August 11, 2012

How to Ease the Back-to-School Transition Jitters

I can't believe summer vacation is almost over. The transition back to school seems to come all too soon every year! 

This time of summer we all start to feel stressed about transitioning from summer to school. I don't know any students who find transitions enjoyable. Anxious behavior is to be expected from most of our children (and more than a few parents and teachers!).

Please consider sharing the suggestions listed below with parents to help ease your students' transition back to school.
  • An increase in difficult behavior or tantrums is not unusual. Be calm and consistent with your expectations.  Consistency of expectations is essential to decrease anxiety.  Do your best to stay emotionally calm. Positively reinforce calm behavior with praise and preferred activities.
  • Keep conversations about school starting to a minimum. Discussing it over and over again does not calm anxieties. Imagine if you are afraid of spiders and the people around you want to talk about spiders every day for a couple of weeks. I doubt that it would help you stop being afraid of spiders. Continue about the business of getting ready for school (buying supplies, etc), but minimize the conversation while occasionally emotionally checking in. Let your child know that if they do want to talk about their feelings, you are available. Saying something like "How are you feeling about going back to school?" or "Do you have any worries?" can help your child know that you are available to talk.  
  • Respect your child's feelings. Don't try to convince them to be excited about school. Simply listening and reflecting back their feelings can help take a lot of the "power" out of those anxious feelings. 
  • Children who have difficulty with transitions do much better with a visual schedule. This is absolutely one of the most effective things you can do to decrease anxiety!  Print off either of the two calendars below or have your child make his/her own. The week before school starts help your child write a plan for each day. It would be helpful for them to also fill in an activity that they are looking forward to doing after school each day for the first week of school. Help them see that preferred activities can be enjoyed even after school starts again.
  • Check off each day as they pass so your child can see what is next on his plan.
  • Get your child back into the routine of a regular bedtime and wake time. Please don't wait until the weekend before school starts to adjust their sleep schedule.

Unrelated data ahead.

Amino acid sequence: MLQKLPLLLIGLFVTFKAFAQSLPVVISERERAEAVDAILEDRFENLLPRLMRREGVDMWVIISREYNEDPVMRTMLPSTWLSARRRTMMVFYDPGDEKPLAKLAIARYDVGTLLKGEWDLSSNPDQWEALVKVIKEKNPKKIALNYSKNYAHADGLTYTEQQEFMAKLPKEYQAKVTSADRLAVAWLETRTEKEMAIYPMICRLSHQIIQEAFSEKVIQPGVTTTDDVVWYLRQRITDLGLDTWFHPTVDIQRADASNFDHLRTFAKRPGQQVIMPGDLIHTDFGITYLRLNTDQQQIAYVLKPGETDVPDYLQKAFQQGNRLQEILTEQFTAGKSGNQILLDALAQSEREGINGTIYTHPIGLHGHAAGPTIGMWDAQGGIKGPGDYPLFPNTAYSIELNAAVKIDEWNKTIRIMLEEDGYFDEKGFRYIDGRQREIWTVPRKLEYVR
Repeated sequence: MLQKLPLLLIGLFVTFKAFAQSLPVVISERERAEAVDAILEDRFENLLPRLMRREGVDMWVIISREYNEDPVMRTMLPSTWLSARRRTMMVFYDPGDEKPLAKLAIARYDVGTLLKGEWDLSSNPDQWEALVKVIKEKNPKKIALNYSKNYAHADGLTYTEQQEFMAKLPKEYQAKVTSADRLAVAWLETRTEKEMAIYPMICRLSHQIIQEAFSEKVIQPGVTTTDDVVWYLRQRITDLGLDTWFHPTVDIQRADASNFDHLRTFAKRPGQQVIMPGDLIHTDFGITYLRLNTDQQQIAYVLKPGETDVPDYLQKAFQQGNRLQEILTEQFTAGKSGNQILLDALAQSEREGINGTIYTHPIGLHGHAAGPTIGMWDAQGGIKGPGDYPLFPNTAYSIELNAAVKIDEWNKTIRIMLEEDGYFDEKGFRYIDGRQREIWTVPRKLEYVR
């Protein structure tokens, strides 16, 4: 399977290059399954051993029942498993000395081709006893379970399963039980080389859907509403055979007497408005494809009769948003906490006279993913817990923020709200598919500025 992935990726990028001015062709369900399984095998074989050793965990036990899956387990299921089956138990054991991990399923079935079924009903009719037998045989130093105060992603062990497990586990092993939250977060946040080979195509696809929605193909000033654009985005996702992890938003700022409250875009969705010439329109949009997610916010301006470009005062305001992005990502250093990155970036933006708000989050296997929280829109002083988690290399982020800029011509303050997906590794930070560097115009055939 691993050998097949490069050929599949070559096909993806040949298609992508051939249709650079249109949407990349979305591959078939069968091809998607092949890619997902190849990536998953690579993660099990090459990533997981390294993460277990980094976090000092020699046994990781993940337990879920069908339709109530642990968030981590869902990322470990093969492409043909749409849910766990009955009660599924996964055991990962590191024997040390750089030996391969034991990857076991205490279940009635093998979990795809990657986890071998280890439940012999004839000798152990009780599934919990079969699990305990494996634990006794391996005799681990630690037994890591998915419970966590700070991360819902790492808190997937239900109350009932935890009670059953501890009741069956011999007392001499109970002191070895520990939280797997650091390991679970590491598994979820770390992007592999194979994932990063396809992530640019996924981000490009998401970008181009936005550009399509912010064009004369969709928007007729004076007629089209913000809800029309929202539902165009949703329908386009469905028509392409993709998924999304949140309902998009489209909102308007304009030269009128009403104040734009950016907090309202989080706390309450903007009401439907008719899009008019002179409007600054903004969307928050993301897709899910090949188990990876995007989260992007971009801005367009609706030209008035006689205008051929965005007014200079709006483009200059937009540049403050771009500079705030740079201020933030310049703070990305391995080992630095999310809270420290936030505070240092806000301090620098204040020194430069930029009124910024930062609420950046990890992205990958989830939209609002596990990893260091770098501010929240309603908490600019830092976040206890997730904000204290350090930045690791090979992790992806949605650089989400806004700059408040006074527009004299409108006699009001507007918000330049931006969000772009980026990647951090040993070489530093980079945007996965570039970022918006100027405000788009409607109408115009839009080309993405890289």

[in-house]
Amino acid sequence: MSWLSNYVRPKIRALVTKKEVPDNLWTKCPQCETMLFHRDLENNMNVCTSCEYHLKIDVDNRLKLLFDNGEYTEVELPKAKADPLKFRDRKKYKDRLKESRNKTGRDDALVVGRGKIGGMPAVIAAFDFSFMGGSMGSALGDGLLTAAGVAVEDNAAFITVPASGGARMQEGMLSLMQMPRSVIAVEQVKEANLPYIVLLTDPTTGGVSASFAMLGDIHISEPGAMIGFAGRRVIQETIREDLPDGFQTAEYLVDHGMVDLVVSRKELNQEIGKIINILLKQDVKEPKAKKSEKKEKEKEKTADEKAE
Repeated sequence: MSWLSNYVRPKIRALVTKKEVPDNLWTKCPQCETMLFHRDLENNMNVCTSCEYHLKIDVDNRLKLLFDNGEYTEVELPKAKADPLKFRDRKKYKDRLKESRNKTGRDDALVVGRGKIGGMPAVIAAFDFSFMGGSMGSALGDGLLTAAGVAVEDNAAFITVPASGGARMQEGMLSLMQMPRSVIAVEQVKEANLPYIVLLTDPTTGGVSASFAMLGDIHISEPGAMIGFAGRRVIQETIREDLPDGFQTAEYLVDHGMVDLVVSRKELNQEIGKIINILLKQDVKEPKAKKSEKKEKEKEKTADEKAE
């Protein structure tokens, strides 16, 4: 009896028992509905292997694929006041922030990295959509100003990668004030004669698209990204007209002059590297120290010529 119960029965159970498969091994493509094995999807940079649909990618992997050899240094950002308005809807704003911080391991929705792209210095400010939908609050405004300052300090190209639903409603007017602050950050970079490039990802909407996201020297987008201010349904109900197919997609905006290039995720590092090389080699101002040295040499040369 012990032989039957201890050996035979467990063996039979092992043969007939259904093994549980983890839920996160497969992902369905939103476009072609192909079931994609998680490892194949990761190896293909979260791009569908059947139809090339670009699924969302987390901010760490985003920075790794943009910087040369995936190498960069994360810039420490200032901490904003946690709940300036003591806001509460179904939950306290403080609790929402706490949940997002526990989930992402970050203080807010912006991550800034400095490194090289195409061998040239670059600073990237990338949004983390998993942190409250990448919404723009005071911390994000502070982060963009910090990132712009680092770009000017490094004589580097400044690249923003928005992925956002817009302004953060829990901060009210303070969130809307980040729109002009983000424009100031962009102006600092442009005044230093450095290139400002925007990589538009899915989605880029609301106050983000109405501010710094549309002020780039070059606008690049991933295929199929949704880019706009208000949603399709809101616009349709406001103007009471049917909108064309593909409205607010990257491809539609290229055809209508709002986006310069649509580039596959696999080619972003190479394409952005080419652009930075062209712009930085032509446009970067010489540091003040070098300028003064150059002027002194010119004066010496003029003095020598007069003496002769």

• Consider arranging a playdate with a school friend. Consider taking the kids to play on the playground at school. This can remind them of the fun times they will have once they are back at school.  
  • Arrange everything for the first day of school the night before (clothing, lunchbox, supplies, etc). Eliminating the mad rush in the morning will help keep things calm.  Again, having a simple visual schedule made for the morning can make things more predictable and calm for your child. You can help your child write or draw a schedule or you can make one using google images. When my children were younger, I actually took photographs of them performing each step of the schedule. It was more motivating to see themselves successfully doing the right thing. A basic morning visual schedule can look something like this:  
Or this...
Or it can look like a simple list if your child is a good reader and does not need picture cues.

  • Above all, keep a positive and calm attitude. Your "vibe" is easily felt by your child.

Finally, if your school holds a "Meet the Teacher" event before the beginning of the school year, consider setting up alternate times for your students to come in without the crowds. Also, consider snapping some photos of the classrooms and new teacher's faces to email home before the beginning of school. Simple things like showing where a student will put his backpack or lunchbox help ease anxiety.

I hope these suggestions will be helpful.  Now go enjoy the last bit of summer vacation! ~ Kelley


  1. I love the home morning routine schedule! I have made similar ones for some of my students' houses - but I like how that one has a time prompt as well!

    1. I've had several families who have found success with the visuals with times added. I think it is a good way to help older students with Autism start to associate their routine activities with the appropriate amounts of time. ~Kelley


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